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Raymond Chen's Old New Thing
By amanojaku on 9/4/2014 4:01:52 PM , Rating: 5
If you're a Windows developer I highly recommend Raymond Chen's official Microsoft blog, The Old New Thing. Not only does Raymond offer programming advice and tips, he also communicates with posters (even on 3rd party sites, which is admirable), and he gives background on why Windows contains many stupid, weird, or funny things (usually the fault of 3rd party developers who demanded that their programs work as written).

I used to pan Windows as crap, but now that I WRITE Windows programs I'm actually impressed with what MS has achieved in 30+ years. The OS has become one of the most stable, secure, high-performing and feature-filled operating systems, all while maintaining backwards compatibility with most legacy applications and drivers. Write decent code and Windows will treat you well.

http://blogs.msdn.com/b/oldnewthing/




RE: Raymond Chen's Old New Thing
By Ammohunt on 9/4/2014 5:12:00 PM , Rating: 5
This is exactly why i never fully understood the Microsoft hate. Windows was and is a great stable OS. The majority of the problems and BSOD's that people experience are caused by crappy coding practices and just bad code in general. There doesn't exist an application development platform that even holds a flame to what Microsoft has to offer and its been that way for quite some time.


By amandahugnkiss on 9/4/2014 6:48:46 PM , Rating: 2
Agreeing that the Microsoft hate is generally unwarranted and they frequently have taken the blame for third party screw ups. They've made some mistakes but usually work to rectify said mistakes faster than other companies do. Also, the progress they've made as compared to other dev projects is quite impressive. I think every OS has it's purpose and can thrive in certain aspects where other's may fall short, but as far as an all-in-one OS that has legacy support built in while also working to progress in other areas Windows does an excellent job. Trying to corral all the various vendors and third party entities is also by no means a small task and they've done well in that area too.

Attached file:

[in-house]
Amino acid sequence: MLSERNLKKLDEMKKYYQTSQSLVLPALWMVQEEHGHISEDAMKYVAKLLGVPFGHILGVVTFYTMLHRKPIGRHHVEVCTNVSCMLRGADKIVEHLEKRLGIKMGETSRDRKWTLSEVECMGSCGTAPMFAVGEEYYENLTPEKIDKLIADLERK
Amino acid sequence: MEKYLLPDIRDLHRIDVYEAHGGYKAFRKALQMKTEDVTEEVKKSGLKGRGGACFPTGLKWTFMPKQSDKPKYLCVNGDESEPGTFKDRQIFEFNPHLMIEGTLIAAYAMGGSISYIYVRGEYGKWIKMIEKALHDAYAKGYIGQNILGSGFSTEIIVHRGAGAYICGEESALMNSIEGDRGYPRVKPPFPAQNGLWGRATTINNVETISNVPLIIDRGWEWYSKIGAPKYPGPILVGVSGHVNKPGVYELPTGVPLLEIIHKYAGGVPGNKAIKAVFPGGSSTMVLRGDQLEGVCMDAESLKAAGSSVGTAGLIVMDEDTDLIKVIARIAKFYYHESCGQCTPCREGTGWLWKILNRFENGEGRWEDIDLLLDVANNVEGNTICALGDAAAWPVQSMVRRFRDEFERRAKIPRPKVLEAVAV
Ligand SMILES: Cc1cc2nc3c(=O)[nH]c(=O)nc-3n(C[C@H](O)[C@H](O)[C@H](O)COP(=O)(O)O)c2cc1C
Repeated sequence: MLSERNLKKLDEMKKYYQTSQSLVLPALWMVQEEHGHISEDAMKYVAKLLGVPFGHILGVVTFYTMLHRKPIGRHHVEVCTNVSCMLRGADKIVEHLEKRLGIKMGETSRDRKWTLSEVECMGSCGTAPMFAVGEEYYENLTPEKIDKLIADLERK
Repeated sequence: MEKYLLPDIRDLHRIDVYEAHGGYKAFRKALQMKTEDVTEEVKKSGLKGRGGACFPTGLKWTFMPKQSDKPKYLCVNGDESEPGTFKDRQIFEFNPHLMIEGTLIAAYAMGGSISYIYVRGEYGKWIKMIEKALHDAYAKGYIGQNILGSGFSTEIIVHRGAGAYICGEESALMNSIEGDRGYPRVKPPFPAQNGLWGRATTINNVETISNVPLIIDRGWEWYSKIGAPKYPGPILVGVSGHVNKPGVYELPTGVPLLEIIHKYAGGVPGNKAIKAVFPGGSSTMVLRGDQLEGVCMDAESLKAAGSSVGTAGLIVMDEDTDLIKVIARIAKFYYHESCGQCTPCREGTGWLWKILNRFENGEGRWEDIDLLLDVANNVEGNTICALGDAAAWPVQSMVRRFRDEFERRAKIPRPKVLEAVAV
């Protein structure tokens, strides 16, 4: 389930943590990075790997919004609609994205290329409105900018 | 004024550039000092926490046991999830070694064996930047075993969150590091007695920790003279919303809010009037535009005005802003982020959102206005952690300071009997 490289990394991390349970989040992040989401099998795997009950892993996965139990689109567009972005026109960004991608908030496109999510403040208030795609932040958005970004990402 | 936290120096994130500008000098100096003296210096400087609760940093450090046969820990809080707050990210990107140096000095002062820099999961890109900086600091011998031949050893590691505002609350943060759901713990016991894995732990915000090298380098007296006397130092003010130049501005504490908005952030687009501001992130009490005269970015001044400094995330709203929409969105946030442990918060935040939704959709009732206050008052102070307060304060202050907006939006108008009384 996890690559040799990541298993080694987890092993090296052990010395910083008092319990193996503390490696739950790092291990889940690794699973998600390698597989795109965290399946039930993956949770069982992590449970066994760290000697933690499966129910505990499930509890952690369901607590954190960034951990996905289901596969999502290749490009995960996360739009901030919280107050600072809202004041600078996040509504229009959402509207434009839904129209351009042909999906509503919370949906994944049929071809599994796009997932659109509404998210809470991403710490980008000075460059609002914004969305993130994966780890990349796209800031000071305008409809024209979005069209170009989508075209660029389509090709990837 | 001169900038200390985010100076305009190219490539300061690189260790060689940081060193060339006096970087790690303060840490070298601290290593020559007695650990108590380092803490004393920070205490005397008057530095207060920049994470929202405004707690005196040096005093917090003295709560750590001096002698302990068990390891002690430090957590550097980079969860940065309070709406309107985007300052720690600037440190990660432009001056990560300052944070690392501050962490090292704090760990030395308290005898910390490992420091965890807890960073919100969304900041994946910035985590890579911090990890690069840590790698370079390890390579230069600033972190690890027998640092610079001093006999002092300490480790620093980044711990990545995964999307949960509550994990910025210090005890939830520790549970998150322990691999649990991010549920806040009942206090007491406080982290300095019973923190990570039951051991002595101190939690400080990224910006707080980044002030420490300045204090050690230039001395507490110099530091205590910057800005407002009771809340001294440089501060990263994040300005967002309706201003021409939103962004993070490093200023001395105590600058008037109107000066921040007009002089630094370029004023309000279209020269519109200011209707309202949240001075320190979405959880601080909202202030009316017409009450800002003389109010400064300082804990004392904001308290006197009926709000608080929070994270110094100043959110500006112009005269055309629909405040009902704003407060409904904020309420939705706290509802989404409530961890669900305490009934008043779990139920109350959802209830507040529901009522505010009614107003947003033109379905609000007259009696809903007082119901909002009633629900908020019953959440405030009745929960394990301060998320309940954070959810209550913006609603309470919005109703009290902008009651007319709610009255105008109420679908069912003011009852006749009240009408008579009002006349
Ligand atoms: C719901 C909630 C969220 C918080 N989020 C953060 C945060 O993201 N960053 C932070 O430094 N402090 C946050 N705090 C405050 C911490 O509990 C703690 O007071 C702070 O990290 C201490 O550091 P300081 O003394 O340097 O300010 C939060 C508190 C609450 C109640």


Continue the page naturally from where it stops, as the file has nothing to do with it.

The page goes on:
RE: Raymond Chen's Old New Thing
By Flunk on 9/4/2014 8:43:06 PM , Rating: 2
It all depends on how old you are. Windows NT is a great, stable OS. Windows 9X was an extremely unstable cobbled-together monster. A lot of the Microsoft hate comes from older versions of the OS. The last of the 9X line, Windows Me, is legendary for its instability and lack of quality.


RE: Raymond Chen's Old New Thing
By Solandri on 9/4/2014 10:35:00 PM , Rating: 2
Yup. Just to clarify for you young'uns, Windows NT became Windows 2000, which became Windows XP, Vista, 7, and 8.

Windows 9x and ME were basically a GUI shell sitting on top of DOS. A very specialized version of DOS which couldn't do anything without the GUI shell (Microsoft's attempt to kill DR-DOS sales, since you could run Windows 3.1 on DR-DOS). As such it was just as prone to hanging or crashing as DOS, and the multitasking used meant that any app hanging would hang the system. The term "three finger salute" became common outside geek circles because you typically had to do it 1-3 times a day. A Windows box with an uptime of 3 days was incredible, and one with an uptime of a week was miraculous. Do you have any idea how aggravating that is coming from Unix where uptimes of months or even years are expected? Microsoft fully deserved the ridicule and criticism.

But Windows 2000 was good (NT wasn't fully compatible with legacy apps), and they've done a good job improving it since then (with small hiccups on Vista and 8.0). I still prefer Unix, but using Windows hasn't been frustrating since the mid-2000s.


RE: Raymond Chen's Old New Thing
By Ammohunt on 9/5/2014 3:20:06 PM , Rating: 2
Thats not correct Windows 2000 was pretty much an entirely new OS that attempted to combined flexibility of Windows 9x drivers funtionality with the stability features such as protected kernel memory of windows NT. Windows XP was the refinement and arguably the perfection of the combination.